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Dropping Stitches: Why We Do Handwork

“The human hand is an amazing tool. Our hands have strength, sensitivity, and memory. Using tools and making items we can use in everyday life defines us as human.” This includes knitting, crocheting, sewing, weaving and spinning.

Handwork is an important element in every Waldorf School. In addition to the reverence and wonder of what the students can create themselves, handwork promotes thinking and judgment, builds confidence, and develops patience as a handwork project can take some time from start to finish and moves the child from playing to working on a meaningful project. It also helps children to solve problems as they must notice mistakes and ways to fix them.

Handwork has a specific task within the curriculum. It awakens the creative powers which will be useful in as many ways as possible in later life and work. It helps the young child to develop a healthy imagination and helps to unfold his/her will and feeling life. What’s almost more important than the child learning to use his/her hands in a practical way is that in adult life, it will help form good judgement and balanced thinking.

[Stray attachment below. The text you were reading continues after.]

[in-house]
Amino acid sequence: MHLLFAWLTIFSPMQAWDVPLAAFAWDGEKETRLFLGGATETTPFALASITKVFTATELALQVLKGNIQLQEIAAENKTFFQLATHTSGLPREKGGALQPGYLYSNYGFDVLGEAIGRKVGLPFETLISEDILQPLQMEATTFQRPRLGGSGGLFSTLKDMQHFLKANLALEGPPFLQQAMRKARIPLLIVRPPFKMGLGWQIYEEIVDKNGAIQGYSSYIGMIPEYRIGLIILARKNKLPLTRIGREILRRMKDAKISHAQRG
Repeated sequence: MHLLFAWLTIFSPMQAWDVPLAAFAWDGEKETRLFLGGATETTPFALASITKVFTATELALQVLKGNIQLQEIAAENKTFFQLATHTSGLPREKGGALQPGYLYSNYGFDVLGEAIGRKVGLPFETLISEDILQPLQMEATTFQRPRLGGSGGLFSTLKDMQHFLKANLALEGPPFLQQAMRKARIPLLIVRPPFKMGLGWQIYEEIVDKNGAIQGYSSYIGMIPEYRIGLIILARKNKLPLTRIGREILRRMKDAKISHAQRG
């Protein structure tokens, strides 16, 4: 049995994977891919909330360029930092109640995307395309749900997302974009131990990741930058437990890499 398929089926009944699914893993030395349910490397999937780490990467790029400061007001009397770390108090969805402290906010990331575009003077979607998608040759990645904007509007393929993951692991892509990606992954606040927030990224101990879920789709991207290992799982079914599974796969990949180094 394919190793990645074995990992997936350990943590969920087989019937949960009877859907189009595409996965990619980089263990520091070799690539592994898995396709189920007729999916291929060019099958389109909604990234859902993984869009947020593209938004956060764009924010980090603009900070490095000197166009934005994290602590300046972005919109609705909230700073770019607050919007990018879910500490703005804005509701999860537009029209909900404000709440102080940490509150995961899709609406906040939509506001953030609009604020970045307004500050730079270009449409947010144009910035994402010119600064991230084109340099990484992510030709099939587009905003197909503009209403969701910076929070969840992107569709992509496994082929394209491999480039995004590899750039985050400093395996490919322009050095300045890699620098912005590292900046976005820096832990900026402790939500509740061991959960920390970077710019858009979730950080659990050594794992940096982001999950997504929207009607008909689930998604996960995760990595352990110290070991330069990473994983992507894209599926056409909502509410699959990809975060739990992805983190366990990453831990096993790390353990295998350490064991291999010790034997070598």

In Handwork, we use mainly the right side of the brain (creativity, intuition), which helps the students crossing the “mid-line.” It requires the involvement of many skills including: body awareness, hand-eye coordination and possibly most importantly, brain communication.

At Otto Specht School, all students work with yarn which is plant dyed. It is said that colors from nature can have a positive impact on our wellbeing while working with it. These colors are more appreciated and understood than chemically dyed wool and it gives the students a reverence for the gifts nature provides. They also learn to use color in a more conscious way, working either from light to dark or from dark to light, depending on the project.

At the OSS school, most students follow the Waldorf handwork curriculum. Yet, depending on the child’s needs, the projects are adjusted and changed.

Generally, in 1st grade, the students learn how to knit, followed by crocheting in 2nd grade. Hand sewing, embroidery, weaving, knitting in the round and machine sewing will follow as the students move up the grades.

Handwork should be relaxing while at the same time involving and strengthening will activity. Each student’s completed project is the result of his or her own effort and brings satisfaction and enhanced self-esteem.